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Survey sheds light on farmer attitudes to the environment

6 mins

The results of a new survey carried out jointly by Strutt & Parker and the Country Land and Business Association (CLA) has shed new light on farmers’ attitudes to the environment and the future of farming.

The Future of Farming survey carried out during June and July 2022 was answered by more than 200 respondents, of which 198 were landowners and managers in England so the analysis focuses on this group.

It showed that that most farmers and landowners are enthusiastic about delivering public goods such as protecting and improving soil quality and managing land to increase biodiversity but remain cautious about signing up to schemes like the Sustainable Farming Incentive (SFI) and Landscape Recovery Schemes.

Concerns have been voiced about the slow uptake of schemes like the SFI, but the survey points to farmers being much more open to taking steps to improve their environmental management and enhance nature than is sometimes portrayed.

For example, while the number of respondents who have carried out a carbon audit during the past three years was relatively low (23%), 56% are already making plans to reduce the carbon footprint of their farming business.

Although the survey showed that only 40% of the respondents confirmed they have or were planning to enter the SFI within the next three years – which seems low considering the government’s target of getting 70% of farmers signed up by 2028 – nearly two-thirds have or intend to sign up to the more established Countryside Stewardship Scheme.

When asked how likely or unlikely they would be to deliver a series of public goods with appropriate schemes and payments in place, 88% said they would be likely or very likely to take action to protect or improve soil quality and 82% said they would be likely or very likely to manage land to increase biodiversity – two key elements of the existing SFI.

The public goods that farmers and landowners are less enthusiastic about delivering are supporting public access, managing land to reduce flood risk and restoring cultural heritage, although many of these are situation dependent.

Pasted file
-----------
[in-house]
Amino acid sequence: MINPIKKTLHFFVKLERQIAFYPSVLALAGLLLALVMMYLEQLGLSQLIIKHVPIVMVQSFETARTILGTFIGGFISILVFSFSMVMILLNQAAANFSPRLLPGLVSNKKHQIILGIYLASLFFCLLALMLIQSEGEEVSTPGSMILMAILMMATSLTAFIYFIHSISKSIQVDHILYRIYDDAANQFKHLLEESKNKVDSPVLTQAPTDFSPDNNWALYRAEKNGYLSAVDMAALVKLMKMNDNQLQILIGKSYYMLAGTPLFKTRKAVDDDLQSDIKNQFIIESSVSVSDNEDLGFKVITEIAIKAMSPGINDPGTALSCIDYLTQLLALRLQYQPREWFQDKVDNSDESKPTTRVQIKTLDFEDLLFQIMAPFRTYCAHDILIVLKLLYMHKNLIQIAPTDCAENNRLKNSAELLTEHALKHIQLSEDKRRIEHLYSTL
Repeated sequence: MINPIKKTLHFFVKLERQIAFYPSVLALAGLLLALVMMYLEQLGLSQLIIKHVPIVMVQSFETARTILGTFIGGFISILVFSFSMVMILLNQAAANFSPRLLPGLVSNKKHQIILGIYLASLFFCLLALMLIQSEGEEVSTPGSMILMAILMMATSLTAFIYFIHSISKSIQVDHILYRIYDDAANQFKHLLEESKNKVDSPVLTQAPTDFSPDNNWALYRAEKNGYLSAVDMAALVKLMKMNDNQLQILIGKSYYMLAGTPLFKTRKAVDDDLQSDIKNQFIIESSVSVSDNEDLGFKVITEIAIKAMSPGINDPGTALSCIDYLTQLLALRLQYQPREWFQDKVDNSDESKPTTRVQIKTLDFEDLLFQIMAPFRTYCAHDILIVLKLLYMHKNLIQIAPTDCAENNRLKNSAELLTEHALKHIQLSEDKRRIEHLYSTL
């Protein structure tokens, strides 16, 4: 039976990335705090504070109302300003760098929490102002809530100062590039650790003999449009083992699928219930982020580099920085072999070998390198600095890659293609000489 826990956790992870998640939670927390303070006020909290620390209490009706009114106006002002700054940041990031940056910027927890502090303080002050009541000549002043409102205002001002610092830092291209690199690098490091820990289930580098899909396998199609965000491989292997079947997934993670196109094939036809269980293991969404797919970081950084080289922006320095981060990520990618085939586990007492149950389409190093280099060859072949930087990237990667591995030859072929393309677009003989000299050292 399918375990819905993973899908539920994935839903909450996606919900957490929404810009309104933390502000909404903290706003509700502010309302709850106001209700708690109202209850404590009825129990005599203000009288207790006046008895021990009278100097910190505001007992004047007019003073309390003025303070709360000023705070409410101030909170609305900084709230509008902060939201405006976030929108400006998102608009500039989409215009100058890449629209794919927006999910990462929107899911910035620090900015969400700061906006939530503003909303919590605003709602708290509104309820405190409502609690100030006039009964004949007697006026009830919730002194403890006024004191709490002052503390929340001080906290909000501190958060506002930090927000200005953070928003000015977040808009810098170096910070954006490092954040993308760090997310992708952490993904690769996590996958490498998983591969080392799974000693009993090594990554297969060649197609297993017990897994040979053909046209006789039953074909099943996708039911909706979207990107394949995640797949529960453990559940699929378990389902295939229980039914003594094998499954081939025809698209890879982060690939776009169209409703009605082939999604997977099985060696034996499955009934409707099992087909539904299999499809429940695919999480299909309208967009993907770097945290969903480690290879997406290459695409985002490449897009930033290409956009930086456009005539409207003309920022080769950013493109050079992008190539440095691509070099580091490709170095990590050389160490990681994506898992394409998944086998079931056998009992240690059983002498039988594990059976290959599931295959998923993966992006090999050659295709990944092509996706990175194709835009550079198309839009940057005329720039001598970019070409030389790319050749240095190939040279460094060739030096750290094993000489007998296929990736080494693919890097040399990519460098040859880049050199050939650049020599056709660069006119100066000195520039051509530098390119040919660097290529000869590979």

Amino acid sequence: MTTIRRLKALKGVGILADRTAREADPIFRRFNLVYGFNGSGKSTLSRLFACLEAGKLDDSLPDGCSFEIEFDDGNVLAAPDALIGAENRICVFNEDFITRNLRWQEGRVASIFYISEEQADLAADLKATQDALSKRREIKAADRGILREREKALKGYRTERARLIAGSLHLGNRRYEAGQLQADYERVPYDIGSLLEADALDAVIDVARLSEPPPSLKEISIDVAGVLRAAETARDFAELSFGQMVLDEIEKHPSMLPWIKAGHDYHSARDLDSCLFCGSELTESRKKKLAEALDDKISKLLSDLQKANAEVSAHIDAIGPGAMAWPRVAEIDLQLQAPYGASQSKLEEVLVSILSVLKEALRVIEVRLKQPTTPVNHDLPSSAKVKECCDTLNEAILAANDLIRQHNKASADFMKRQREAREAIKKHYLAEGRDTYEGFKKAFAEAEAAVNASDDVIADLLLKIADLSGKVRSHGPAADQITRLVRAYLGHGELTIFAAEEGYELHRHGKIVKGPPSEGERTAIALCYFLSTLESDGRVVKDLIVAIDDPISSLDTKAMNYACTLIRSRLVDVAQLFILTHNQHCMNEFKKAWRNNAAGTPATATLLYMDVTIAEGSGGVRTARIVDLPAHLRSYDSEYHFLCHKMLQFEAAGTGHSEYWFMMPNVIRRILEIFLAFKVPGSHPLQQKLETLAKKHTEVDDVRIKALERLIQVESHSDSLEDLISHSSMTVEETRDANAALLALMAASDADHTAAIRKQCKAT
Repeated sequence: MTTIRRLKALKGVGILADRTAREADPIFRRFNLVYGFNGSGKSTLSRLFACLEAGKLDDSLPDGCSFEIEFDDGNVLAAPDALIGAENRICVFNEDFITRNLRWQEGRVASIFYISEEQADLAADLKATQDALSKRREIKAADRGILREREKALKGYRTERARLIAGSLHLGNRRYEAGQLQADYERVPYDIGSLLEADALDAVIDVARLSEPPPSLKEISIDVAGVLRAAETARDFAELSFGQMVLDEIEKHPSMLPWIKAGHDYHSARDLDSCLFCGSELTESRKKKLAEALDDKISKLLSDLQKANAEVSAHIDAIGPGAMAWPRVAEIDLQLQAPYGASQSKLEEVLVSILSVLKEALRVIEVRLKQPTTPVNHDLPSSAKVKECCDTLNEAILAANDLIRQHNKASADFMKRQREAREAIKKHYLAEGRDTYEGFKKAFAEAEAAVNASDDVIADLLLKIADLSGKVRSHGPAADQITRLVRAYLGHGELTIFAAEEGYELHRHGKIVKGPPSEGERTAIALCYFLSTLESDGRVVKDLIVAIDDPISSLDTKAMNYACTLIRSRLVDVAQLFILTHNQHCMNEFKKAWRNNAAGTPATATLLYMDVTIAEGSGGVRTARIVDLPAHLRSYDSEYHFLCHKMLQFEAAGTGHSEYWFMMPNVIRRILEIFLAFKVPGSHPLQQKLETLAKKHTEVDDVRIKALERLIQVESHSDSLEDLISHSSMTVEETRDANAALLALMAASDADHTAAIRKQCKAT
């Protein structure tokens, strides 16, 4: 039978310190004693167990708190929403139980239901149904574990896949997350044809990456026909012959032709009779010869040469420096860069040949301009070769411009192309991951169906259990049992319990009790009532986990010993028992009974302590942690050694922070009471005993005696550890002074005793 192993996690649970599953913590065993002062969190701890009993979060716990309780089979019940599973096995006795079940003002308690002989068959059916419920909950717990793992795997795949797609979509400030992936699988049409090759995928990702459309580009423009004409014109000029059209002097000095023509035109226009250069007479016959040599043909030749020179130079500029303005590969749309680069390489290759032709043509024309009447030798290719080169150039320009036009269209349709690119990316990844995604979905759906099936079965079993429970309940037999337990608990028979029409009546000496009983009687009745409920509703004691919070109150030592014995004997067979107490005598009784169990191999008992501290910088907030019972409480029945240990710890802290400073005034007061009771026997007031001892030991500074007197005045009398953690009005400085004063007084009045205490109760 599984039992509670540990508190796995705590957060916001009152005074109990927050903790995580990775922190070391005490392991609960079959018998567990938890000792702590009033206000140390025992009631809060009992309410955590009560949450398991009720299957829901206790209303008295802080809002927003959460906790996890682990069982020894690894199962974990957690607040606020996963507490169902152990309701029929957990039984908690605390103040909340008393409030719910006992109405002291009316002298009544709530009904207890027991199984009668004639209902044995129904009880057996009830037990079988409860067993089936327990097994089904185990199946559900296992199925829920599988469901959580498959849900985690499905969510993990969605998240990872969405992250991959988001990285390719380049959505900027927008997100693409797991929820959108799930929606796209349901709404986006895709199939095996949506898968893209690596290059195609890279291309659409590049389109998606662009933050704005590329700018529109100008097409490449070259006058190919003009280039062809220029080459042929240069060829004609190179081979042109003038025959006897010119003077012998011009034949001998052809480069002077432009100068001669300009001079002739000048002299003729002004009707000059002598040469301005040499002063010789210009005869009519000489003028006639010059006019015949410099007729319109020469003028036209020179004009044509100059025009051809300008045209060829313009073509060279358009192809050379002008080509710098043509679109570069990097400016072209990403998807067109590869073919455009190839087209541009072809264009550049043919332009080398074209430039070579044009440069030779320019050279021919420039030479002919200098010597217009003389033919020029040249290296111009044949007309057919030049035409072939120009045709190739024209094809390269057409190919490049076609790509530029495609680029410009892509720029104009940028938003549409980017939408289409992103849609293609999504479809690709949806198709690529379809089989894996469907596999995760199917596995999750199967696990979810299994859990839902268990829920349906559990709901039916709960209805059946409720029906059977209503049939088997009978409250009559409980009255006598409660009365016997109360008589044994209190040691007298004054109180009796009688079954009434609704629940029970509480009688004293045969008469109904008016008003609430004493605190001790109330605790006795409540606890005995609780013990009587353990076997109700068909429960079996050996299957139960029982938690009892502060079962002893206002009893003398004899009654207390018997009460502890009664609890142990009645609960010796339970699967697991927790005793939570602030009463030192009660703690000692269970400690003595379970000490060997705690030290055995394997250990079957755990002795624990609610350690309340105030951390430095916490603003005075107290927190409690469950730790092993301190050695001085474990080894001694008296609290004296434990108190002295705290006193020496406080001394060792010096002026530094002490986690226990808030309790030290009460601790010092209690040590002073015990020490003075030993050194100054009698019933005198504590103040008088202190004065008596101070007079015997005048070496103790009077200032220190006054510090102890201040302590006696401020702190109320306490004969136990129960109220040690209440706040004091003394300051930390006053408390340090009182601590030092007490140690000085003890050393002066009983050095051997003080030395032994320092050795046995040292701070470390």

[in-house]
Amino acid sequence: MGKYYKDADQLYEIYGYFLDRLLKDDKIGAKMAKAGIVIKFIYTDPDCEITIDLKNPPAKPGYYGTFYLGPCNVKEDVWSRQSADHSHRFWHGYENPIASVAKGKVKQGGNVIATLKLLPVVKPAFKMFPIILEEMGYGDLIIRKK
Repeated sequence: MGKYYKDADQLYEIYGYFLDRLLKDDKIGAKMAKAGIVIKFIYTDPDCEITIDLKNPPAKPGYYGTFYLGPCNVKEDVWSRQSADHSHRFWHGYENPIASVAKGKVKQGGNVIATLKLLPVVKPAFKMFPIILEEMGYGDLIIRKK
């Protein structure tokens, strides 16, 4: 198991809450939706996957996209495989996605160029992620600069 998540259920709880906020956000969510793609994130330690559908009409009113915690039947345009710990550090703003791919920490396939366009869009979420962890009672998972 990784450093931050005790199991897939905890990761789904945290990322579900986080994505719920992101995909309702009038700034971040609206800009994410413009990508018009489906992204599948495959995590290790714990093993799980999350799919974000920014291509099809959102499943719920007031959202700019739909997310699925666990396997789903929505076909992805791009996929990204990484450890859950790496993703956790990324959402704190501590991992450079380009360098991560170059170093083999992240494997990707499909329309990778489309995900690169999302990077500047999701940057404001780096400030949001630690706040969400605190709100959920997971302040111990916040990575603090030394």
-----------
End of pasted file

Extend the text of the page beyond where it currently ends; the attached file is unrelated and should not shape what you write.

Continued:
Over a third of respondents who indicated they would not be joining the SFI imminently said it was because the payment rates were not attractive enough given the costs of delivery, with 19% suggesting the process was too bureaucratic and 20% saying they wanted to see if the early stages were successful.

Rhodri Thomas, Head of Rural for Strutt & Parker, said: “The results of this survey are particularly timely, given the highly polarised debate around land use. Policy makers are looking to find a balance between food security, carbon sequestration, development and biodiversity, and understanding how farmers feel about the challenges they face may help with policy development.

“The survey results point to farmers and landowners being open to embracing land management practices that will reverse biodiversity decline and tackle climate change, but uncertain about the current schemes on offer.

“One of the most interesting findings from the survey was that 40% of respondents said they would be comfortable changing from 5% up to 20% of their land use on a permanent basis to prioritise nature recovery or climate change mitigation if the financial incentives were good enough.

“Coupled to this, there is also evidence that the most environmentally engaged land managers are the most focused on increasing productivity and trying new environmental schemes. This gives me encouragement that, if we get the incentives and advice right, there is a chance of boosting food output, managing the environment better and boosting the rural economy. It is possible to do all three.”